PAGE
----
If you follow hip-hop through the ages, one of the most persistent statements you will hear artists make in interviews is that they are working with some new talent that they will shortly present to the world. These predictions rarely actually come true for the simple fact that the music biz is a casino with only few winners. When such mentoring projects go as planned, we should welcome them with a warm round of applause and a critical eye.

Debuting on the legendary Cold Chillin’ Records, Grand Daddy I.U. is a veteran of the rap game who also has a bit of production experience (it’s been a while but past clients include Biz Markie, KRS-One, Heltah Skeltah and Das EFX). Without wanting to address the situation in detail, if Big Daddy Kane has had a hand in the production of “Long Live the Kane” and ditto for Kool G Rap and “Road to the Riches” (and Biz for “Goin’ Off”?), then who knows how reliable the credits for “Smooth Assassin” are. Either way I.U. and associate Kay Cee were well able to produce his 1994 sophomore effort by themselves. We should also call to mind that this is a guy who penned an essential rap about the act of writing and producing music titled “This Is a Recording” back in 1990. After scattered comeback attempts, “The Essence” sees him retreat behind the boards and act as musical maestro rather than master of ceremony.

Three names emerge who benefit from extended exposure. There’s John Jigg$ from Long Island and Inf The God from Queens. Coincidence or not, both happen to echo the origins of the Q.U.-born, L.I.-bred I.U. On top of that we have Shortee Sha, also representing simultaneously Long Island and Queens and cousin of Organized Konfusion’s Prince Poetry.

The host pairs these three with familiar names and newcomers alike. Jigg$ and Inf get notable support from Prince Po, who on “Get Mines” once again manages to impress far into his career, supported by a sober but still headnod-inducing piano loop/rhythm track combo. “Cash in Abundance”, propelled by a Nas sample, sees them each represent their borough (Jigg$: “We talkin’ hip-hop, let’s have a real discussion / If it wasn’t for the Island, then it wouldn’t be nothin'”), completed by BK’s Babs Bunny, who had a vague shot at stardom as a member of Diddy’s Da Band.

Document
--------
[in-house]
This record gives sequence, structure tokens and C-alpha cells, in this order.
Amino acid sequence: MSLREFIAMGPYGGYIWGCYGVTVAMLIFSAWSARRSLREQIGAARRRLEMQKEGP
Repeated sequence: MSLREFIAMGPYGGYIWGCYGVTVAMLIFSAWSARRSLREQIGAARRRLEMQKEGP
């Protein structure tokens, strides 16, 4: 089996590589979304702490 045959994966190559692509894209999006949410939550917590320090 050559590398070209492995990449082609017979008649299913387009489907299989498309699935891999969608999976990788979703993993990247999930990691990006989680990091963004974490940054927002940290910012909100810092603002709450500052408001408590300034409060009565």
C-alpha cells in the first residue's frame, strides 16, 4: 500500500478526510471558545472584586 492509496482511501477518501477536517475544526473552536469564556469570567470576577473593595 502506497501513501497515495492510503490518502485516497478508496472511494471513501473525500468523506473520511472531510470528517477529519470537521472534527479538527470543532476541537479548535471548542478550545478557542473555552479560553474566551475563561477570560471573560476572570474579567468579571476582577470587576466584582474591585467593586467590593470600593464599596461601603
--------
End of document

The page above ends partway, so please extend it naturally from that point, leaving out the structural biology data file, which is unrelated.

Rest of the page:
Speaking of larger line-ups, all of I.U.’s current protégés gather on “Slick Talk”, which sounds like something from the D.I.T.C. camp around the turn of the millennium. Even if it’s his only spot on the album, Rah Hollowz puts himself forward for further assignments. Inf The God gets a rare solo slot with “Hold U Down”, a token romantic joint set to a bouncy loop, whose biggest surprise automatically becomes ’90s singer Monifah. Another high-profile cameo eclipses Inf on the closing title track, which features a serious Method Man (who also has biographical ties to I.U.’s old stomping ground Hempstead) over an epic beat, a rare treat for die-hard hip-hop fans.

Shortee Sha meanwhile joins Sadat X and Ruste Juxx and their airing of grievances “Politically Incorrect”, but while his established peers run down a laundry list of issues (gentrification, white supremacy, wokeness, the “emasculation of the black male”), he sounds a little bit more lenient over the vintage ’70s vibe, noting on the subject of hip-hop, “We ain’t call it boom bap, we was just New Yorkin'”.

“The Essence”, at least by name, makes that eternal promise of a return to the source. Grand Daddy I.U.’s vision is evident, from the street reporting soundbites that open the album to the pairing of Craig G and Large Professor on “Legendary”. He pays tribute to black music from times past, he is mindful of what singers can contribute to a hip-hop tune (even admitting the younger generation in the case of Yung Flii Boy who supports Babs Bunny on “Rap Game”). He prepares tracks suitable for developping a train of thought like “The Intro”, and ones designed to get you out your seats like “Cash in Abundance”.

“The Essence” means to say that rap is still around, rappers are still around – my way, your way, I.U.’s way. If you tune in to the crew’s appearance on the Violators Unlimited radio show from June 12th with Inf, Bando and Sha, you will witness three resourceful spitters and an elder taking delight in how others perform. It’s pure enthusiasm for hip-hop.

The same holds true for the triple threat of Lil’ Fame, Rah Digga and Bumpy Knuckles doing damage on “Fully Charged” and its triumphant beat that is both festive and militant. Even without some unfortunate lyrical coincidences from Digga and Bumpy that may remind listeners of George Floyd’s tragic death, these three veterans deliver their familiar version of politically incorrect rap, the former first lady of Flipmode Squad quipping, “They say life’s a bitch, I’ma grab her by the p / Violate rappers like #MeToo”.

Unfortunately the aforementioned enthusiasm can get lost in the process of writing and producing rap tracks, whether you have experience yourself or rely on the experience of others. You could expect more from the old D.I.T.C. connection O.C./Marquee than standard R&B fare such as “Party & Booze”. Marquee also only does the hookline to “Get Em Daddy”, a hustling theme featuring Bando Flee and Inf The God that is beyond antiquated. “Dope” with Sha and Inf is in the same vein but benefits from a Milano Constantine guest slot and Airian Cook’s wistful crooning.

And thus “The Essence” squarely represents old New York. Sadly, for all the heat exchanged on the radio roundtable, the newcomers remain lyrically and vocally guarded. Their mentor should have also taught them a trick or two about clear enunciation. We can’t sit here and deride ‘mumble rap’ and not insist on pronounced articulation from traditional MC’s. Inf The God, Shortee Sha or Bando Flee all have the potential to lead the pack, but the sampler at hand lacks a charismatic figure, perhaps one like Grand Daddy I.U.

Grand Daddy I.U. Presents :: The Essence
6Overall Score